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Priscilla

Priscilla only shows up sprinkled here and there throughout the New Testament, and I admit to not noticing her a whole lot until now. What a shame, for she seems pretty unforgettable now that I look into her life a bit more.

Now that I am studying, looking for these women in the Bible, I find them standing out. Waving their hands, calling me to come for a visit. How could I miss so many in my previous readings?

We first meet Priscilla, along with her husband, when Paul of Tarsus arrived in Corrinth. Priscilla worked with her husband making tents, a trade shared with Paul. Between their lives as Christians and a common ground for work, the three formed a friendship that led them on many adventures throughout the ancient world.

Priscilla’s story begins before that fateful meeting with Paul, however. She married Aquilla and the two worked together in their business. She had me at “working with my husband”. I love my husband very much, but boy am I thankful that he goes off to his job during the day while I attend to my various work here at home! I have no doubt if someone forced us to work together it would not end well. He and I work in completely different ways which makes it good that we have entirely different duties.

The patience one learns when working alongside their spouse is nothing short of amazing. You learn a level of compassion and love as well. It binds you together in other ways since you know so much about the goings on of the other’s day. Learning to separate the worklife and the home-life from each other becomes even more necessary.

In more traditional seeming couples, however, the spouses attend to their various obligations away from one another. Absence can make the heart grow fonder, but also spouses can lose sight of one another’s daytime lives. Men, in their oh so talkative way, forget to mention things going on in the office or think a wife may not care. Women, in their oh so silent way, prattle on about the latest glue project of the kids, the new drapes, the state of the larder, and the price of tea in China.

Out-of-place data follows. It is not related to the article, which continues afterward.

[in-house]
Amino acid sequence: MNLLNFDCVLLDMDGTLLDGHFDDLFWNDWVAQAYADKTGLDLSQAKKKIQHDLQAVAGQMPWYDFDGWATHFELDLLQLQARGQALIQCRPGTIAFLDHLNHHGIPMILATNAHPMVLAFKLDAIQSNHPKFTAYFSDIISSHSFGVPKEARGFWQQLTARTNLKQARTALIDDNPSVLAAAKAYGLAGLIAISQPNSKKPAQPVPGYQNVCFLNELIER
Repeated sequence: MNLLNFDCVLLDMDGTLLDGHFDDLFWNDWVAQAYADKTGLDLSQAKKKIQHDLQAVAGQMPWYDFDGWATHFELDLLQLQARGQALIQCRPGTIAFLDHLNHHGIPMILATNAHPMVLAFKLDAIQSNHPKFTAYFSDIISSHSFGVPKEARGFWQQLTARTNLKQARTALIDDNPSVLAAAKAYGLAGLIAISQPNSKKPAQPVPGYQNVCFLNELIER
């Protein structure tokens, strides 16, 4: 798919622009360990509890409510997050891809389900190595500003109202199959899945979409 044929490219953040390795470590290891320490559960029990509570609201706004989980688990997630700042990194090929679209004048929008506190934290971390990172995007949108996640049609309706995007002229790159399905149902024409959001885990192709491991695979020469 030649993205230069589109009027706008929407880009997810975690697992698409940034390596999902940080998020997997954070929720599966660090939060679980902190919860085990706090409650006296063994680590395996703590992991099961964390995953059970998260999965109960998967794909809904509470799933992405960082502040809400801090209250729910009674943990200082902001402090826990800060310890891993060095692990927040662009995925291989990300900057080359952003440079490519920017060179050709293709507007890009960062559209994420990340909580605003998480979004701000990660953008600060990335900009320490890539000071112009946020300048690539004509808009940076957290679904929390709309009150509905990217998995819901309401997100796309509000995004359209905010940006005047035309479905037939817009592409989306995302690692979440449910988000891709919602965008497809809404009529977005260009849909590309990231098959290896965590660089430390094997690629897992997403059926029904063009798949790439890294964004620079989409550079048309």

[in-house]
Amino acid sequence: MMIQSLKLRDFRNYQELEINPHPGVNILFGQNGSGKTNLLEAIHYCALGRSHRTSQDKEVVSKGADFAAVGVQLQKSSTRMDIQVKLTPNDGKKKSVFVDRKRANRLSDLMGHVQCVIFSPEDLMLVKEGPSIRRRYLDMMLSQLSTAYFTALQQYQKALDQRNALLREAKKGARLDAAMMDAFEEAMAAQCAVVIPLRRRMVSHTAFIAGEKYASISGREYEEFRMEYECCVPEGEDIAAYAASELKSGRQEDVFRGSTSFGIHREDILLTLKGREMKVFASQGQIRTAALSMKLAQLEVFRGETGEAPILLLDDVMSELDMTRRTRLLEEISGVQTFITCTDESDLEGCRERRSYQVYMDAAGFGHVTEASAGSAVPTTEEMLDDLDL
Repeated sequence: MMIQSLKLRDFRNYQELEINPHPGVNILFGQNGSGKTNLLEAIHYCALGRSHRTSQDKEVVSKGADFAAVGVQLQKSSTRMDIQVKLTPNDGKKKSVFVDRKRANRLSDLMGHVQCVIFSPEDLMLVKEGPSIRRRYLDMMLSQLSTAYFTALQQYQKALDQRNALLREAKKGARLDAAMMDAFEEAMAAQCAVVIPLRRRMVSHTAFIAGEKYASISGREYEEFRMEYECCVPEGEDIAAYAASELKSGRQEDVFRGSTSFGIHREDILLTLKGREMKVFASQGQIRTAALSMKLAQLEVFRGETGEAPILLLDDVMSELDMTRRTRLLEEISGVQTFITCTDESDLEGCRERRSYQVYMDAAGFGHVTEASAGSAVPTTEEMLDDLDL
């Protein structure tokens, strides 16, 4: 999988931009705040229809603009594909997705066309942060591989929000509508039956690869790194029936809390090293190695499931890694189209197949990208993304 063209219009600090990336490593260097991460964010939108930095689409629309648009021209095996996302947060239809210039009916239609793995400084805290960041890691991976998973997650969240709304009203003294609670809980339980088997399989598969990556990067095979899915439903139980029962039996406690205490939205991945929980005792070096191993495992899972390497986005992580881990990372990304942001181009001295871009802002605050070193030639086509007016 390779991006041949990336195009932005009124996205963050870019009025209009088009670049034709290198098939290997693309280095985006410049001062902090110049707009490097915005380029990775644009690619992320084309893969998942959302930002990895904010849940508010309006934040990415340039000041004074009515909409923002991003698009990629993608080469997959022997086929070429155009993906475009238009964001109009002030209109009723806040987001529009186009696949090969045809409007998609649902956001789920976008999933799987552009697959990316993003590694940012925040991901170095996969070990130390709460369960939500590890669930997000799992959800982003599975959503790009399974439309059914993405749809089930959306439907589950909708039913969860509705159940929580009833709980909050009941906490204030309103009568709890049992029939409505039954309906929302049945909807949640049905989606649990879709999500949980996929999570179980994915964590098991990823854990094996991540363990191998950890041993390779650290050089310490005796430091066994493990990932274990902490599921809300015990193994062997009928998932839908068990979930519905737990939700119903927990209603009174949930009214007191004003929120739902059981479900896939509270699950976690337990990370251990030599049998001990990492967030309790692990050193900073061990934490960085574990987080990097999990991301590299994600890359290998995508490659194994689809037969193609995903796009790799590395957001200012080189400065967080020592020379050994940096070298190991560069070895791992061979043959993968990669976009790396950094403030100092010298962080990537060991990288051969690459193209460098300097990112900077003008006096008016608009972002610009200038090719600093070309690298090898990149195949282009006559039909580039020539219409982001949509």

Men and women are quite different beings. God made us differently, gave us each our own strengths and weaknesses. We never truly realize this until we live with someone of the opposite sex.

Paul learned his skill in a province known for their high quality of cloth. Perhaps he taught Priscilla and Aquilla some of what he knew regarding textiles. They, too, could teach him their knowledge of tent making from their travels. The three could improve their secular skills as they conversed over their common work.

Tent-making was not the only appeal that Priscilla and Aquilla held for Paul. Upon meeting them, he noticed at once their spiritualiy. Born Jews, they converted to Christ and became fellow ministers in the Gospel. Paul, so taken with the two, included them on his journey from Corinth to Syria.

Paul did not just invite Aquilla, he invited Aquilla and Priscilla. A note that some might not think much of in this day and age where couple missionaries travel the globe. In this time, the dangers associated with travel meant that often women stayed home. They easily could say to Priscilla to stay and manage the tent business in Corrinth. Instead,Paul wanted her along.

Priscilla worked alongside her husband in ministering to people. Paul compliments her devotion and her willingness to serve God. Once more, we see a woman working to further the Lord’s Kingdom.

Page 2: A Working Woman

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